It may well be that the City's earlier efforts to regulate adult businesses have proved ineffective, though the only evidence in the record is to the contrary. It may well be that broader regulation{**6 NY3d at 88} of adult entertainment is appropriate and would be sustained as constitutional. What is unacceptable is accomplishing that reform under the banner of the 1995 legislation, whose explicit purpose was a quite different one.

We would reverse the order of the Appellate Division and reinstate Supreme Court's judgments.

Judges Rosenblatt, Graffeo and R.S. Smith concur with Judge Read; Chief Judge Kaye dissents and votes to reverse and reinstate the judgments of Supreme Court in a separate opinion in which Judges G.B. Smith and Ciparick concur.

Order modified, etc.


Footnote 1: In its 1995 Report, the CPC expressed its belief that "[a]s a general guideline . . . an establishment would need to have at least 40 percent of its accessible floor area used for adult purposes to make it similar to the establishments studied in the [1994] DCP Study," but noted that "there may be exceptions to this general guideline."

Footnote 2: Both Les Hommes and Dezer were enforcement actions centering on statutory interpretation. They were not facial constitutional challenges.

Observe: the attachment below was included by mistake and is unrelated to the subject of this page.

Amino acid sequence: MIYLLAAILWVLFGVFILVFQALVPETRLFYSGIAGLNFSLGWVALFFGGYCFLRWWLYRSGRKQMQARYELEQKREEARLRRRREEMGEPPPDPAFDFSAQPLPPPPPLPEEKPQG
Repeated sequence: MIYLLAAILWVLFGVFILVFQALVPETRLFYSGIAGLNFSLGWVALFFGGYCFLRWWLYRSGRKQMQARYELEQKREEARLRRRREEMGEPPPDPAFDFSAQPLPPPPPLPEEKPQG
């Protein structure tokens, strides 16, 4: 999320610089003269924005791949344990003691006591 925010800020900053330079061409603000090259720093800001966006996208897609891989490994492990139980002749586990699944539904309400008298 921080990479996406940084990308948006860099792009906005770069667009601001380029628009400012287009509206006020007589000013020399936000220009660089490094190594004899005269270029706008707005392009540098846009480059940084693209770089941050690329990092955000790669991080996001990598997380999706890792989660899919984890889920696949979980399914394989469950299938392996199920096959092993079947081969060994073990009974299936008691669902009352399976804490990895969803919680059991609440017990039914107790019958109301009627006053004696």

Footnote 3: As is evident from these statistics, the 1995 Ordinance did not achieve its goal. We observed in Stringfellow's that the City expected the 1995 Ordinance to "lead to the forced relocation of some 84% of [its] 177 adult businesses" (Stringfellow's, 91 NY2d at 403).

Footnote 1: Indeed, it is not at all clear what the majority views as the triable issues of fact or, even more, what evidence, on remittal, could show that "the 2001 Amendments are insufficiently narrow and therefore violate [plaintiffs'] free speech rights" (majority op at 84). Plaintiffs have already shown the lack of any correlation between 60/40 operations and negative secondary effects and the City has not offered—and now apparently need not offer—anything to dispute that evidence.

Footnote 2: Shortly after the 1995 ordinance was upheld by this Court in Stringfellow's, the New York City Department of Buildings promulgated Operations Policy and Procedure Notice (OPPN) No. 4/98, which formally adopted the 40% definition. OPPN 4/98 was superseded a few weeks later by OPPN 6/98, which largely relied on the same 40% standard.